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Top tips to protect yourself against preventable finance fraud

Blogs Published: October 4, 2021 12:31 pm

As technology evolves, so does the threat of cyber crime.

In this digital age, most of us use computers and phones to access an array of accounts and services which store our personal and financial details.

At Unity Trust Bank we take security very seriously and have a number of measures in place to prevent any criminal activity.

To support the recent #TakeFiveToStopFraudWeek, Unity’s IT Security Officer Chris Hinton has highlighted the main risks to be aware of and what to do if you ever fall victim to email, phone-based or online fraud.

Don’t make it easy for fraudsters…

You wouldn’t make it easy for burglars by leaving your windows open when you’re not at home, so apply the same logic with your online security too and follow these few simple rules:

  • Don’t use the same password for your accounts. Create different passwords and secure them safely using a recommended password manager.
  • Always create strong passwords using random words, eg sunnyfrogyear, and turn on two-factor authentication wherever possible.
  • Ensure your devices are set for automatic manufacturer updates and back up your data by saving a copy of your information to another device or to cloud storage.

Identify potential threats…

Phishing emails are fraudulent messages designed to trick someone into revealing sensitive information or clicking on a link which could be harmful to your computer.

Alarm bells should ring if you receive any of the following:

  • Emails demanding urgent action – Attackers often use this approach to panic recipients before they’ve had chance to study the email properly for potential flaws.
  • Emails with spelling mistakes – Legitimate companies ensure their emails are correct so always beware of emails that contain bad grammar and spelling mistakes.
  • Emails with an unfamiliar greeting – Exchanges between work colleagues usually have an informal salutation. Those that contain unfamiliar phrases, such as ‘Dear X’, should arouse suspicion.
  • Inconsistencies – You can spot phishing by finding inconsistencies in email addresses, links and domain names. Cross check the sender’s address against previous correspondence and check if a link is legitimate by hovering the mouse pointer over it to see what pops up. If an email allegedly originates from, for example, Google, but the domain name reads something else, report it as a phishing attack.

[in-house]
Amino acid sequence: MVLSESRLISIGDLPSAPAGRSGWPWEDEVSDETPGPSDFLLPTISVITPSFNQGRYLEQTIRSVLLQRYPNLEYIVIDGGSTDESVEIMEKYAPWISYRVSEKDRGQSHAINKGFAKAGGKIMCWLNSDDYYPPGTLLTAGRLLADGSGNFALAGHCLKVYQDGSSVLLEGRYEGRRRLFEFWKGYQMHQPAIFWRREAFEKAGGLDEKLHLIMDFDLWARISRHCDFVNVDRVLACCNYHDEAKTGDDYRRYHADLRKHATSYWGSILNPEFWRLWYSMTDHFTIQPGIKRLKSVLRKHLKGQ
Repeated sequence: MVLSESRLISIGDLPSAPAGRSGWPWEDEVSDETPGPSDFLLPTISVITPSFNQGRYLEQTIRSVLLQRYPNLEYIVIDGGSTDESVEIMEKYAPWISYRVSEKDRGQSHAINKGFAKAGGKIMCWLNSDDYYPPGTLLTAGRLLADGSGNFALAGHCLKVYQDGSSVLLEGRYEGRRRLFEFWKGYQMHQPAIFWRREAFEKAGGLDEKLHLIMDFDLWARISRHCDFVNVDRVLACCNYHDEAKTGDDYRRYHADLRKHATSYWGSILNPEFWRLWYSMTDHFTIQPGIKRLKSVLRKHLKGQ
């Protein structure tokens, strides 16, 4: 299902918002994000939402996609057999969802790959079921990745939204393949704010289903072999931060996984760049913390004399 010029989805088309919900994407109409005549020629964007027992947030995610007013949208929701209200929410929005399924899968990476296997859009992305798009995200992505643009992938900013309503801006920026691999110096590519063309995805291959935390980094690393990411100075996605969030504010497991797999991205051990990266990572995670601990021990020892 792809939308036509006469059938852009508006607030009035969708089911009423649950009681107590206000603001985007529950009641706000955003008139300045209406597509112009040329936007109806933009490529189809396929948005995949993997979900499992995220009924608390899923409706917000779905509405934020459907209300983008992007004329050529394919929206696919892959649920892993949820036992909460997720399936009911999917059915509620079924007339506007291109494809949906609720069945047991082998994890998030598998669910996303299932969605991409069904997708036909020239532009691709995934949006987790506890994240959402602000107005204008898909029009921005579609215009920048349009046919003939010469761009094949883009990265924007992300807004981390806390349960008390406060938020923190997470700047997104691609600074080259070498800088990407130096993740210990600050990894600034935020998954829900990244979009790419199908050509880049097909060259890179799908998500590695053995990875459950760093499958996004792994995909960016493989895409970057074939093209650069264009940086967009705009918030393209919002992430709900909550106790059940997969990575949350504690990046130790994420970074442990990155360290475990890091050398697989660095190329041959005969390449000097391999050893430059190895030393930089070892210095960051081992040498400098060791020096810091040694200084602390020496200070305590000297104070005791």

• Suspicious attachments – Most work-related file sharing now takes place via collaboration tools so internal emails with attachments should always be treated suspiciously – especially if they have an unfamiliar extension, eg .zip, .exe and .scr.
  • Emails requesting login credentials, payment information or sensitive data – Emails from an unexpected sender should be treated with caution. Spear phishers can forge login pages to look similar to the real thing but links can direct the recipient to a fake page. Whenever a recipient is redirected to a login page, or told a payment is due, they should refrain from inputting information.
  • Emails that are too good to be true – These influence the recipient to click on a link or open an attachment by claiming there will be a reward of some nature. If the sender of the email is unfamiliar or the recipient did not initiate the contact, this is probably a phishing email.

What to do if you’ve been targeted…

If you’ve opened something you don’t feel comfortable with then reset all of your passwords. Next, disconnect your device from any home or company networks and run a full anti-virus scan. For financial applications report it to your service provider to capture any abnormal behaviour.

If your device is not functioning as it should then switch it off and seek professional technical guidance. Do not re-connect the device until it is functioning correctly.

By following these simple guidelines and always being alert, it will help keep your personal data safe.

For more guidance on keeping yourself and your business safe, follow Unity Trust Bank on LinkedIn, Twitter, Facebook and Instagram


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